1) change and advance policy that is grounded in human rights to address Black maternal health inequity and improve health outcomes

2) cultivate research to inform policy

3) advance care for Black Mamas, enhancing holistic and comprehensive care

4) shift culture to amplify the voices of Black mamas.

As quoted from the BMMA website:

“BMMA was created out of a need to form an entity that can hold space and serve as a platform for Black women-led initiatives that are working to address the issues that impact maternal health disparities and inequities using the human rights, reproductive justice, and birth justice frameworks across all sectors.”

Since its conception, BMMA has inspired innovative conversations and highlighted tangible evidence of health inequities in the US healthcare system, while with partnering/supporting groups (including the American College of Obstetrics and Gynecology and the Congressional Black Maternal Health Caucus) to advocate for policy shifts. From the BMMA 2020 Donor Report (which you can read here), BMMA held various educational and empowering events, centring Black mothers and their experiences. Events and achievements included the webinar “Centering Black Mamas to Revive, Restore and Reclaim Their Breastfeeding Power.” Additionally, this year will mark the third annual National Black Maternal Health Week from April 11-17, 2021. In 2021, BMMA is also supporting the Black Maternal Health Momnibus Act of 2020 and 2021, which is being introduced by Congresswoman Lauren Underwood, Congresswoman Alma Adams, Senator Cory Booker, and other Congressional leaders. This Act aims to “end [preventable] maternal mortality in the U.S. and close racial and ethnic disparities in maternal health outcomes” (17).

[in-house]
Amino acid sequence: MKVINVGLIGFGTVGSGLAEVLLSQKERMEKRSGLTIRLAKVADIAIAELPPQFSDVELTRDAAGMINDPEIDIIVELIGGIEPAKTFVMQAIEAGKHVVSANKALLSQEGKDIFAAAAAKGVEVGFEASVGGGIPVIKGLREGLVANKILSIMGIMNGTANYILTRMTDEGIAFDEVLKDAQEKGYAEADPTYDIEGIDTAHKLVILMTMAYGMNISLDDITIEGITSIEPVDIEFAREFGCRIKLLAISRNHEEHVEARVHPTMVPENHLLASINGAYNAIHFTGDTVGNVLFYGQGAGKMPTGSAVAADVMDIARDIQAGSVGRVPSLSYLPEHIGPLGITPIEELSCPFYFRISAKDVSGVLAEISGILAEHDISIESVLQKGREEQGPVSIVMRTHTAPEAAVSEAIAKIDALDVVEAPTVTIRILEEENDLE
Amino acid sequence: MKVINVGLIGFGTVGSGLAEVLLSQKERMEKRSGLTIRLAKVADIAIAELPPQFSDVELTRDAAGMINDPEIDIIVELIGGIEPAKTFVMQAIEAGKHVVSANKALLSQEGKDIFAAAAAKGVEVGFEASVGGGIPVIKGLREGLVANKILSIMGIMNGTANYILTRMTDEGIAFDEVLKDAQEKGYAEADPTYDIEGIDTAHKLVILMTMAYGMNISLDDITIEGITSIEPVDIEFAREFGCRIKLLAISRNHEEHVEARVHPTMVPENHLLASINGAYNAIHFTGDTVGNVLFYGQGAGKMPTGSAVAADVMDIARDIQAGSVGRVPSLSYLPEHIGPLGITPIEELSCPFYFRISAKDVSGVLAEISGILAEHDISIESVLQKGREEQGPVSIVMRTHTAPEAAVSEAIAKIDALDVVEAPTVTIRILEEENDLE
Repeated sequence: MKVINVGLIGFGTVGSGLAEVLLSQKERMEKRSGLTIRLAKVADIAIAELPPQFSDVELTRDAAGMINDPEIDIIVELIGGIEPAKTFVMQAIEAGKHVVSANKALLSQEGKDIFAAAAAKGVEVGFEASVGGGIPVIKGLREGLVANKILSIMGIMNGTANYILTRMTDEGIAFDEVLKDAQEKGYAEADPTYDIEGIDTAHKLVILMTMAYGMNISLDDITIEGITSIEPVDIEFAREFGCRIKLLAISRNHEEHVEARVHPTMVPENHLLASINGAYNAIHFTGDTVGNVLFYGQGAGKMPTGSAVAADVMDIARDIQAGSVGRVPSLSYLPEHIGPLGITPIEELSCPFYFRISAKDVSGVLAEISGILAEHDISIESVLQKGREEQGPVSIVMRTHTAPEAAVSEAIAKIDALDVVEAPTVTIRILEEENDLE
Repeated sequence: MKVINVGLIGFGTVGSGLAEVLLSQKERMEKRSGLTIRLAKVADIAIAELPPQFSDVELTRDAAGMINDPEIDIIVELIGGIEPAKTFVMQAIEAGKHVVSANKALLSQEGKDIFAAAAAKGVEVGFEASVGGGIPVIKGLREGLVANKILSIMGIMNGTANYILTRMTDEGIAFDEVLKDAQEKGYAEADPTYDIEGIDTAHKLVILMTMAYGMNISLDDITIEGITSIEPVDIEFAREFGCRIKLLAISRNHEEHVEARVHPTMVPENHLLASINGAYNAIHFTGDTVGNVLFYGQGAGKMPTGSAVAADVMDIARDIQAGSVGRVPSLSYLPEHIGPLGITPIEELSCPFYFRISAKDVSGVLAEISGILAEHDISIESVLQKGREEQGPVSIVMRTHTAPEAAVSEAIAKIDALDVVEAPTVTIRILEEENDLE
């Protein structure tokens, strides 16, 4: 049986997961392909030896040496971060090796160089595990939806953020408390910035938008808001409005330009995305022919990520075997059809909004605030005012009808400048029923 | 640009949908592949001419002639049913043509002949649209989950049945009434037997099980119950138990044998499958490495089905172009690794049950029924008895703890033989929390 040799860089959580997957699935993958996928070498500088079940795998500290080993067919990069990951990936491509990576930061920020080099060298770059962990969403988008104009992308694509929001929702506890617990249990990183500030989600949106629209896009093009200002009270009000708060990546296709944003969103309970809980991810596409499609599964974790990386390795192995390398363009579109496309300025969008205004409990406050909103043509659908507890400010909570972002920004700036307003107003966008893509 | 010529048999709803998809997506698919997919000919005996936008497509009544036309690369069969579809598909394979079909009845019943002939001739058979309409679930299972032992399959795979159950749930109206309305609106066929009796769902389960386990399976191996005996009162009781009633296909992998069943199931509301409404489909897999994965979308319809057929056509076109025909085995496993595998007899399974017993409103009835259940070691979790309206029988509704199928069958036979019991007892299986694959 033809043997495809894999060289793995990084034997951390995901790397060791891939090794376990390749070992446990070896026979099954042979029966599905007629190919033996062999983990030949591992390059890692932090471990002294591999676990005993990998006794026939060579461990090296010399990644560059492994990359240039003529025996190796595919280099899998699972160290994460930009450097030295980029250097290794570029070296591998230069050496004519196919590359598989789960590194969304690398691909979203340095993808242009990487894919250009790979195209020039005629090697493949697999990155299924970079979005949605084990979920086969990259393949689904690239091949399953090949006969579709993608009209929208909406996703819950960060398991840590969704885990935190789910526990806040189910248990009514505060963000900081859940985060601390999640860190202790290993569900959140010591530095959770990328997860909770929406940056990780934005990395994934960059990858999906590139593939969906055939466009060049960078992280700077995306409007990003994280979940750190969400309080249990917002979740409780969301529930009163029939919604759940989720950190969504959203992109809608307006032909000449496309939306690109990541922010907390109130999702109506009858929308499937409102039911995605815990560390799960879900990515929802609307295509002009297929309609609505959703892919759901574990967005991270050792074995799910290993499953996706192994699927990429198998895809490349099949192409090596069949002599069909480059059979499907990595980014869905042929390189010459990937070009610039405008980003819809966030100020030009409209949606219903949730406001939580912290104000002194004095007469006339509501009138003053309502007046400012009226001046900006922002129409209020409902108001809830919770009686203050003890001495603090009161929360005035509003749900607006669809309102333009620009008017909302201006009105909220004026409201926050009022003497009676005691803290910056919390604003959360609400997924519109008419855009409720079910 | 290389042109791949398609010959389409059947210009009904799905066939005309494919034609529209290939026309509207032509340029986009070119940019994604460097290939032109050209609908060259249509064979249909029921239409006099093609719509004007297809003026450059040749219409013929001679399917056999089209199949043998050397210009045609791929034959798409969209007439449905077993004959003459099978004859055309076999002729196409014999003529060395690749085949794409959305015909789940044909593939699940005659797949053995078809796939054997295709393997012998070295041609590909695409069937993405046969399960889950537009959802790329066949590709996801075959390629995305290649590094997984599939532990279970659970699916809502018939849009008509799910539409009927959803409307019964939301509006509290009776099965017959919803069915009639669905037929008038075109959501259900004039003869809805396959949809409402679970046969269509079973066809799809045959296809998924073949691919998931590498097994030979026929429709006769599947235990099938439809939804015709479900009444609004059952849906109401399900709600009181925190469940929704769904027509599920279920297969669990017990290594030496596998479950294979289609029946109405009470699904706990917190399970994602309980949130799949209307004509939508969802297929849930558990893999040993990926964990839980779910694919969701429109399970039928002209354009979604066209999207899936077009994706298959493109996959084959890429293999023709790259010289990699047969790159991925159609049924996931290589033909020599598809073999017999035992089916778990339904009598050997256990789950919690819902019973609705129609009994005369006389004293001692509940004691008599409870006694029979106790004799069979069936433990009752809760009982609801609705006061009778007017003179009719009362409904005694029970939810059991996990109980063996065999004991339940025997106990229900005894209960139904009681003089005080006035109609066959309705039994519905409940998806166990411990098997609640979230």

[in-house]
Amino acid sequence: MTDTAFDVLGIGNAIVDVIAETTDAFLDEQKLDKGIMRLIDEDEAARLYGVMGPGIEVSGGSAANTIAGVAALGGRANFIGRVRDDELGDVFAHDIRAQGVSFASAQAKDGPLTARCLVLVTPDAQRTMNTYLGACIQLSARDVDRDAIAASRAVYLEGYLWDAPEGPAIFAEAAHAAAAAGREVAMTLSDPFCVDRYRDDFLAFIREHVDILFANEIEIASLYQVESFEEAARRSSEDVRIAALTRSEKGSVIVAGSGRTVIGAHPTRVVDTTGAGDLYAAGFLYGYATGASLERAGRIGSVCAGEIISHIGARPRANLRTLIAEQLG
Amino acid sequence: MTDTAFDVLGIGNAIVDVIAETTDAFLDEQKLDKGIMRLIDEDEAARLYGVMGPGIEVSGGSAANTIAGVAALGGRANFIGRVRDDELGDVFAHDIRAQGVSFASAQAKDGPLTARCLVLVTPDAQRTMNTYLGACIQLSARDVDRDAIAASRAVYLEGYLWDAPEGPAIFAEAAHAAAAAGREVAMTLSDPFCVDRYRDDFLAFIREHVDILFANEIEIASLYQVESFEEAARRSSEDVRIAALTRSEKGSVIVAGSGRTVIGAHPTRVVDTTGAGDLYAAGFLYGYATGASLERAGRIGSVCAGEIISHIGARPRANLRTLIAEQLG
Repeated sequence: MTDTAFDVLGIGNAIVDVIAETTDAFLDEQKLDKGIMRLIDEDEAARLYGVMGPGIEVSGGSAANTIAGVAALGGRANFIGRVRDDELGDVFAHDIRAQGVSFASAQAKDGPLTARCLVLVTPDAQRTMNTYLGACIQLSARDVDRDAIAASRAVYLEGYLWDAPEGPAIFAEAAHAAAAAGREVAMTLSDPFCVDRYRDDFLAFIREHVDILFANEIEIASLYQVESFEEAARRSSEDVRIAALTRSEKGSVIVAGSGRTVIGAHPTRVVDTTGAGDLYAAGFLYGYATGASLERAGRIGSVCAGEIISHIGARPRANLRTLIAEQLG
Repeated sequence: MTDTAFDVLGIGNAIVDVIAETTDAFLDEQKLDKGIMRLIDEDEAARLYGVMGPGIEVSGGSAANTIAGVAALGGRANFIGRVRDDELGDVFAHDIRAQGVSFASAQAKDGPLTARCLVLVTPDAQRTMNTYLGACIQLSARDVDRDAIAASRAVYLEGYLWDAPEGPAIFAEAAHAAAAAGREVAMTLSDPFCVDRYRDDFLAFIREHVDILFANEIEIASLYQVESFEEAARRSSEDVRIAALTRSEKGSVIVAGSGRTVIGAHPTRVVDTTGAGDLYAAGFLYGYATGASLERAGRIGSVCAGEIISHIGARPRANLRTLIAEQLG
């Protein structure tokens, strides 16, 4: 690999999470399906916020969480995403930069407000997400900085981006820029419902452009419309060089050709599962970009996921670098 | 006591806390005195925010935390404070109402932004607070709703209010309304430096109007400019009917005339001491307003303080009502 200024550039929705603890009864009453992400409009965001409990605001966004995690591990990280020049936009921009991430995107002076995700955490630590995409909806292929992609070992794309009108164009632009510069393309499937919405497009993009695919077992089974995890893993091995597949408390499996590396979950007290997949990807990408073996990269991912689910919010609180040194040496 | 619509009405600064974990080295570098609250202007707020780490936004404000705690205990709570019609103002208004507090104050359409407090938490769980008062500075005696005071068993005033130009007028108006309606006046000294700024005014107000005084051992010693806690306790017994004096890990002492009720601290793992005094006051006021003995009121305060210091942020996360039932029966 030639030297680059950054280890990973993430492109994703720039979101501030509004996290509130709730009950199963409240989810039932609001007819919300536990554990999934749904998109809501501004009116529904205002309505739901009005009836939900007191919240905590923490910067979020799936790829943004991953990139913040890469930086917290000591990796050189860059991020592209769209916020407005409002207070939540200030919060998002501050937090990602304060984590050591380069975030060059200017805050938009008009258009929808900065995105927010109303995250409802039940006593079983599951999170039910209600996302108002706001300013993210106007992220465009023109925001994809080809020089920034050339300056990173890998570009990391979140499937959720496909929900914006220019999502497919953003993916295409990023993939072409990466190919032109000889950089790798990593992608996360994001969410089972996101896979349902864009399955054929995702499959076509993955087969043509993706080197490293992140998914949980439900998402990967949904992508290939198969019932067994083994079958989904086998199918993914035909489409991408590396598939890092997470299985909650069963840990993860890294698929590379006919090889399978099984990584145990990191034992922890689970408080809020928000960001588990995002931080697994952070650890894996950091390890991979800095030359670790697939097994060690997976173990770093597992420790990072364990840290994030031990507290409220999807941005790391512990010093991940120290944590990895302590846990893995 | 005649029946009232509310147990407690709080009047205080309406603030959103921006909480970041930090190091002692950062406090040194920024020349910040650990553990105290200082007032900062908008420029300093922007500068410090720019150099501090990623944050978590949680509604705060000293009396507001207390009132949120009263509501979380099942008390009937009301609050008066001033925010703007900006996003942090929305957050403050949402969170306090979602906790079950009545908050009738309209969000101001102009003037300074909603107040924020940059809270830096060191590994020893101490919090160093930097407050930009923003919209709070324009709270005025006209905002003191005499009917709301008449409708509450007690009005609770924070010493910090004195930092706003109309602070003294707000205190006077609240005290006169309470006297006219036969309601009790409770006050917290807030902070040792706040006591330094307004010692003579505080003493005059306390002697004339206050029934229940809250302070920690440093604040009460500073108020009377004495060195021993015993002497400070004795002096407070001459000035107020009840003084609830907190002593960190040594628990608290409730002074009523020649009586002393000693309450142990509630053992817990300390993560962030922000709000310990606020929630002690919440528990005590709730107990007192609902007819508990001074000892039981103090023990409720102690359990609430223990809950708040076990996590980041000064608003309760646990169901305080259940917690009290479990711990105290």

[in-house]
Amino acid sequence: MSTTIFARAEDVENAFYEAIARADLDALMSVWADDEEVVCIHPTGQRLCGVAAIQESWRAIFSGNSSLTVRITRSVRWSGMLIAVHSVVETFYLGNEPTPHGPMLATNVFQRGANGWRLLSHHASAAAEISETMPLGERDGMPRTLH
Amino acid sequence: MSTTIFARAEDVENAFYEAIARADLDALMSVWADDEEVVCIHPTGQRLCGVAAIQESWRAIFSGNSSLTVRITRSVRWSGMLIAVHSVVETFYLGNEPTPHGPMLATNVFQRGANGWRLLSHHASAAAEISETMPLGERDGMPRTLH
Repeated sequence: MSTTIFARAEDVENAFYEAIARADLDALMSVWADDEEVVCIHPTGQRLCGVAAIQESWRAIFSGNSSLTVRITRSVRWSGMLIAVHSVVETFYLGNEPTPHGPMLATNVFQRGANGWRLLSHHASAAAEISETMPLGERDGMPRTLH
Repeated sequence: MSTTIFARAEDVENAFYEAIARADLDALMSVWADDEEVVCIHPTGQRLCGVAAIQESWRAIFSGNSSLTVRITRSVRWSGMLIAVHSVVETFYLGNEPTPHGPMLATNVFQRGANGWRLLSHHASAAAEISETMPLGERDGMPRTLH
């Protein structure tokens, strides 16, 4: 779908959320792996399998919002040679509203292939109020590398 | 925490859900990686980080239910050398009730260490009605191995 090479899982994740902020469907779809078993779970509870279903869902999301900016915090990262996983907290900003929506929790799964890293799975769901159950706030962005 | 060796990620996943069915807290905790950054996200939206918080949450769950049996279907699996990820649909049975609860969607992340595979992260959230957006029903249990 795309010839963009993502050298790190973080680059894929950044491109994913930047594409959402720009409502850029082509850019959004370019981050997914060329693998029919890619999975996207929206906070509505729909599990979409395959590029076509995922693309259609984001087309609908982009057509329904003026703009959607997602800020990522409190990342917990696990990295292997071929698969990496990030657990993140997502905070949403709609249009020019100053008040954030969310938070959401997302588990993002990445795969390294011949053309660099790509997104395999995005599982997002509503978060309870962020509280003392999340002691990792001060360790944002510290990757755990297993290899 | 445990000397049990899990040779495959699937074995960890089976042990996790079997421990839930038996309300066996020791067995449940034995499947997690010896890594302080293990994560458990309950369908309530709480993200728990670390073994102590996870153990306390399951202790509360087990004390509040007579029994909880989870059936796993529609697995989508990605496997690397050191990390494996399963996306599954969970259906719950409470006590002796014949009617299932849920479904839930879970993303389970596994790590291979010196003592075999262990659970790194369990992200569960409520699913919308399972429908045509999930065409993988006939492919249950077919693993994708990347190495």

Mommy Monitor (Canada)

Located in what is currently Canada, Mommy Monitor is a maternal health social enterprise, launched in 2018 by founder Elsie Amoako. Mommy Monitor aims to “meet all mothers at their INDIVIDUAL NEEDS and to provide solutions for a SAFE and HAPPY pregnancy,” providing culturally safe and anti-racist education, services/programs/resources to protect racialized mothers. Mommy Monitor provides recommendations and connections to support racialized pregnant folks, filling an essential gap for parents-to-be.

Some resources offered include:

  • Birth plans

  • Free mental health support for Black parents (group and individual therapy)

  • COVID-19 resources (such as education on COVID-19 and perinatal care)

  • Free doula services for Black parents

  • Birth justice workshops

  • Database of Black maternal health professionals in Ontario.

You can also check out the Mommy Monitor Report podcast to learn more about maternal health in Canada.

Limitations of Race-based analysis in Canada

Canadian research reflects the aversion to collecting and reporting on racial health disparities. There is significant inadequacy in race-based data and research, limiting the accountability for racism and discrimination in our healthcare system. This has been a consistent recommendation for research from various Black activists, including the United Nations Working Group of Experts on People of African Descent: